Basically, all the explanation about previous soundtracks was the setup to explain that Shredder’s Revenge has one of the best retro revival soundtracks on the market at the moment. Created by Tee Lopes and having many others contributing such as Jonny Atma, Ghostface Killah and Mike Patton, it takes many of the musical cues from the animated shows and video games of yesteryear and gives them a very 21st century update.
Guitar licks squeal in delight, vocals ring through with a sense of power and the drum beats slap you in the face harder than a wet fish. It is truly a masterpiece from a composer that is truly at the height of their game, and adding another incredible soundtrack to their portfolio to go alongside Sonic Mania. Tee Lopes is a man in high demand and deservedly so.
The sound design from the game is truly incredible as well. When each hit connects, you hear and feel it. Even some simplistic things such as environmental hazards such as the cars on the scrolling levels help to set the atmosphere, and give each hit a power and levity to them.
Netcode & Online Play
What you can see throughout this review is that I have been incredibly positive about all aspects of the game, which is why I would save the worst aspect of the game until last, which happens to be the online infrastructure.
Let’s be clear, the netcode ISN’T bad at all. Compared once again to the netcode for Scott Pilgrim and Streets of Rage 4, it really is a night and day difference in a more positive way. Tribute Games have created a netcode that is a lot more stable than those previously listed games, but it’s not without its problems of course. During my first play session around the launch, whilst playing with Kiley from Rapid Reviews Radio Podcast, the connection was very intermittent, with regular dropping out, constant refreshing of her character due to high spikes in lag and the response time going well above 200 m/s, leading to a lot of latency.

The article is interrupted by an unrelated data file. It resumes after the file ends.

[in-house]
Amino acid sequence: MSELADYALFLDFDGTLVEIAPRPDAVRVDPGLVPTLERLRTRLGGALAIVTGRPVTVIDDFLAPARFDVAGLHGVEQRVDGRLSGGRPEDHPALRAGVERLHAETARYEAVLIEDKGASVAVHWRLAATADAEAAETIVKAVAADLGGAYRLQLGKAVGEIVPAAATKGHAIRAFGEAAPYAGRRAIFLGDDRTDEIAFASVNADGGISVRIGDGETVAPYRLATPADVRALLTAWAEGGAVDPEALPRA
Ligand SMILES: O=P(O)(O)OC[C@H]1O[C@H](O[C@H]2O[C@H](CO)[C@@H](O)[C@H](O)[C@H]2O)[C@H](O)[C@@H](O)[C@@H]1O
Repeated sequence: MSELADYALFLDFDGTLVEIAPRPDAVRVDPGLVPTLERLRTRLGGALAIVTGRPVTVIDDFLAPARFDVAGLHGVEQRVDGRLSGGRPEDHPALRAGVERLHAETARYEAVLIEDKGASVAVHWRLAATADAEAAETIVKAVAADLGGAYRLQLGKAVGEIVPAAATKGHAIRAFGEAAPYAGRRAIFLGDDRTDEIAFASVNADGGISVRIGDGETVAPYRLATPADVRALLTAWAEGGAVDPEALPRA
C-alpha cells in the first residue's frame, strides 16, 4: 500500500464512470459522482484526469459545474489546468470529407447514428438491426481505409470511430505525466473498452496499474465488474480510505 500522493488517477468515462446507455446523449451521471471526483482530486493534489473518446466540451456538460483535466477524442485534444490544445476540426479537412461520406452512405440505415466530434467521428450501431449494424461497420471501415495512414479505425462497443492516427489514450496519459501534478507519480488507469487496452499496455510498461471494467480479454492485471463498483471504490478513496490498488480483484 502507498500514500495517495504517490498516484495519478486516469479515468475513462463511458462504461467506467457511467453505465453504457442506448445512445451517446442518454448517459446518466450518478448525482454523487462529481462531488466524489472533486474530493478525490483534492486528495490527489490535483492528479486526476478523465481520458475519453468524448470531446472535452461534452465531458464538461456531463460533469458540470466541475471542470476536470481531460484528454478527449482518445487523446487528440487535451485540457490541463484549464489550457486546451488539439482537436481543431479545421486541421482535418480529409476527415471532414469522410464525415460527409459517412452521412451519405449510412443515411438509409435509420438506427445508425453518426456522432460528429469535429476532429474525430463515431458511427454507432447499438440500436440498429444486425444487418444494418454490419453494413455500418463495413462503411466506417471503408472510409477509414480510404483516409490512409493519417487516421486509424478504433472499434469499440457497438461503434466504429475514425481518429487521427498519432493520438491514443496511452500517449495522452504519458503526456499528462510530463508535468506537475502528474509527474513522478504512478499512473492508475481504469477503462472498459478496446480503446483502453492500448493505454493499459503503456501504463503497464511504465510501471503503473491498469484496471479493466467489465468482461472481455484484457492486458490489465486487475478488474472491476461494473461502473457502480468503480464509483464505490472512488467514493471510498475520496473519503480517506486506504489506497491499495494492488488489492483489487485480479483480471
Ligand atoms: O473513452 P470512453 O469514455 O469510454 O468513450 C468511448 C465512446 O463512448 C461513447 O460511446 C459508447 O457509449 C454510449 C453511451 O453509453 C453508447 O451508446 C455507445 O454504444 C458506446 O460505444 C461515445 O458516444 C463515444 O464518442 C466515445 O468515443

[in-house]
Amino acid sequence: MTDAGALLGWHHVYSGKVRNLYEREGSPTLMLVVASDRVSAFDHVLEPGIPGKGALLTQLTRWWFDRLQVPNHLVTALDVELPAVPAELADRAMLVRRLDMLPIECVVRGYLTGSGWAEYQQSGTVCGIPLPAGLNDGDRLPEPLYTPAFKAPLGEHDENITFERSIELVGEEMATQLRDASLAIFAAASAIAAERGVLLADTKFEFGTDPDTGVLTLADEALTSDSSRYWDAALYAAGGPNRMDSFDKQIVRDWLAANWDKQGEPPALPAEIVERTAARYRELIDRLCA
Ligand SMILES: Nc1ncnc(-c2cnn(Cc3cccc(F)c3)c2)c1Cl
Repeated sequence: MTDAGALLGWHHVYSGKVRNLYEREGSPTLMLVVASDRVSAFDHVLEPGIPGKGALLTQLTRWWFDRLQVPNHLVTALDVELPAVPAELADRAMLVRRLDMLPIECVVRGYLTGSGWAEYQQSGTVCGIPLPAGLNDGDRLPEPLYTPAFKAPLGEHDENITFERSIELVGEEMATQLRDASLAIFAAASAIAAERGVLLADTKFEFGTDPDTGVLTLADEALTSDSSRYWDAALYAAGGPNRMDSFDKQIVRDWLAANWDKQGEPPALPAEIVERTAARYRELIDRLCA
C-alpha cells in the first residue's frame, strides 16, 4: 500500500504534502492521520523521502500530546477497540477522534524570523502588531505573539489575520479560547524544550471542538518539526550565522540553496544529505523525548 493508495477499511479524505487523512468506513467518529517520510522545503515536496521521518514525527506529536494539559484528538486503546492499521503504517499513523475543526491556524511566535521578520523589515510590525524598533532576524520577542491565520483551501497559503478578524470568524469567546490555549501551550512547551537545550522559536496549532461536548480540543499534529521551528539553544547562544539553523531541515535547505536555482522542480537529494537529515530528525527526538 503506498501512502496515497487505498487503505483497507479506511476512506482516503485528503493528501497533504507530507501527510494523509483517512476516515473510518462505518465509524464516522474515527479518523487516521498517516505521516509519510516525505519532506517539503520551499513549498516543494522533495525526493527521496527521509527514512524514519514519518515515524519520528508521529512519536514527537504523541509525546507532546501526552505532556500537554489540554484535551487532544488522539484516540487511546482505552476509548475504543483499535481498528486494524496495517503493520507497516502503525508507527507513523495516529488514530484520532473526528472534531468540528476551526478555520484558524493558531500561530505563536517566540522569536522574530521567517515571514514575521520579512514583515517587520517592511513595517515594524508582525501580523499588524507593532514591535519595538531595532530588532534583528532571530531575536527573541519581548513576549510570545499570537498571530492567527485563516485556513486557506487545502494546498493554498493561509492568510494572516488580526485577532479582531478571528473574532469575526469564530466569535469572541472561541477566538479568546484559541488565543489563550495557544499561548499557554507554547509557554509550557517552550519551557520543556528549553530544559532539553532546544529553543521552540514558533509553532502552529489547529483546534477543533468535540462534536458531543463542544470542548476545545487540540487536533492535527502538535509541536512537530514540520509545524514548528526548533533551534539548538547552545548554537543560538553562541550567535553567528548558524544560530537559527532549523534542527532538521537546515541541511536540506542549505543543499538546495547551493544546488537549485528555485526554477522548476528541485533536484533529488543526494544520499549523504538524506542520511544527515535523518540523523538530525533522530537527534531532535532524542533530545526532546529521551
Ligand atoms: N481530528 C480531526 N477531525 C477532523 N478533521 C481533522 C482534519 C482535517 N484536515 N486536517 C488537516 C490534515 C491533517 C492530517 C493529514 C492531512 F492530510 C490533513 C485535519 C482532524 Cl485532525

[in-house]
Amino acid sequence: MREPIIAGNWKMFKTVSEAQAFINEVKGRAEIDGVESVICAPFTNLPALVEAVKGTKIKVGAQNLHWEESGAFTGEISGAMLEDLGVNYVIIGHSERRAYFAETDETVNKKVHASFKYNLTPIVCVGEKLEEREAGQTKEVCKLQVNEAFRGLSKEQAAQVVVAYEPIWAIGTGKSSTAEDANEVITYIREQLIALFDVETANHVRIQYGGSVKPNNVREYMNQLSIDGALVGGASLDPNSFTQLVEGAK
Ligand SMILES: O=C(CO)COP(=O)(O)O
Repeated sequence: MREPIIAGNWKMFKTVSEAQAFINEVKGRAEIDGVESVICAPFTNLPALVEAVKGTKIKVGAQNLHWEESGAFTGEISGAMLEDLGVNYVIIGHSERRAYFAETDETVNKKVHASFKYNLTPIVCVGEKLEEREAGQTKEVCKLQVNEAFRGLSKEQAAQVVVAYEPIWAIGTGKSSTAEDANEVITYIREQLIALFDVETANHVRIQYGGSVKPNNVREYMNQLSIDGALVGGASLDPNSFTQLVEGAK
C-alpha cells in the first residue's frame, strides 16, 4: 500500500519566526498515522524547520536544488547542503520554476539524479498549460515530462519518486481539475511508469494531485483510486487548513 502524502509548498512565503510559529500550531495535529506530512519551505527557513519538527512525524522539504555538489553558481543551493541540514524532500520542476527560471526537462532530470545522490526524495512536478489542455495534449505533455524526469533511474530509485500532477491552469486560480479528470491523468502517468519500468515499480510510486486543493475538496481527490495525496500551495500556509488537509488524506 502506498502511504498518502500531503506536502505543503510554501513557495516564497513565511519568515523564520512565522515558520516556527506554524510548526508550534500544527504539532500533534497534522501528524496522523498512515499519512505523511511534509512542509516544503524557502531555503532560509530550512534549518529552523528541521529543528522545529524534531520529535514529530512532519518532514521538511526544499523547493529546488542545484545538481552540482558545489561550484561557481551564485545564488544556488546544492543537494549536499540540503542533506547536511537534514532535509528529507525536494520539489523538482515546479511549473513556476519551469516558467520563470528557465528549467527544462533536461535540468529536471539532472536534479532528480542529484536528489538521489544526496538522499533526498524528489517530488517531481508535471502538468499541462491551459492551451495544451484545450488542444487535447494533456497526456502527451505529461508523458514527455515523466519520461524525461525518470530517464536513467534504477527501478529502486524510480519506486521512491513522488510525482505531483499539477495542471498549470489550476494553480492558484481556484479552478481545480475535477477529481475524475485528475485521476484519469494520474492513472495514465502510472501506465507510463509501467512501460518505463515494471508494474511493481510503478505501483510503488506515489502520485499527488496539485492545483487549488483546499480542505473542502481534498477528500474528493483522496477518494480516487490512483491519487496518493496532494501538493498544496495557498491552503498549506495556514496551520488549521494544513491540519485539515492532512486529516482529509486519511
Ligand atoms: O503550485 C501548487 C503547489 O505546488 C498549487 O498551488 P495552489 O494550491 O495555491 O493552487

However, there must have been patches during the review period, as about a week or two later I managed to jump into a lobby with DeadbeatPunk from the WTFDYW podcast and had a mostly flawless experience. This helped to change my mind from my original standpoint of another indie studio struggling to implement an online infrastructure in their game, to one of a more positive nature. Whilst the netcode isn’t perfect, it has done more to make it a lot more of a playable experience than those games.
Teenage Mutant Ninja Turtles: Shredder’s Revenge is a near flawless experience (with only mild issues with netcode and online play keeping it from being a near perfect game), that not only answers the question raised by myself during my review process, but manages to surpass all the incredibly high expectations that I had before the game came out.
It is the perfect blend of nostalgia driven gameplay with some excellent modern advancements to its combo system and adding online infrastructure and netcode to make this THE DEFINITIVE TURTLES EXPERIENCE for any age, and for me that also includes the utterly iconic and ageless TMNT 4: Turtles in Time. Cowabunga!
Rapid Reviews Rating
4.5 out of 5
You can buy Teenage Mutant Ninja Turtles: Shredder’s Revenge from the Microsoft store.
You can find and read our reviews on OpenCritic.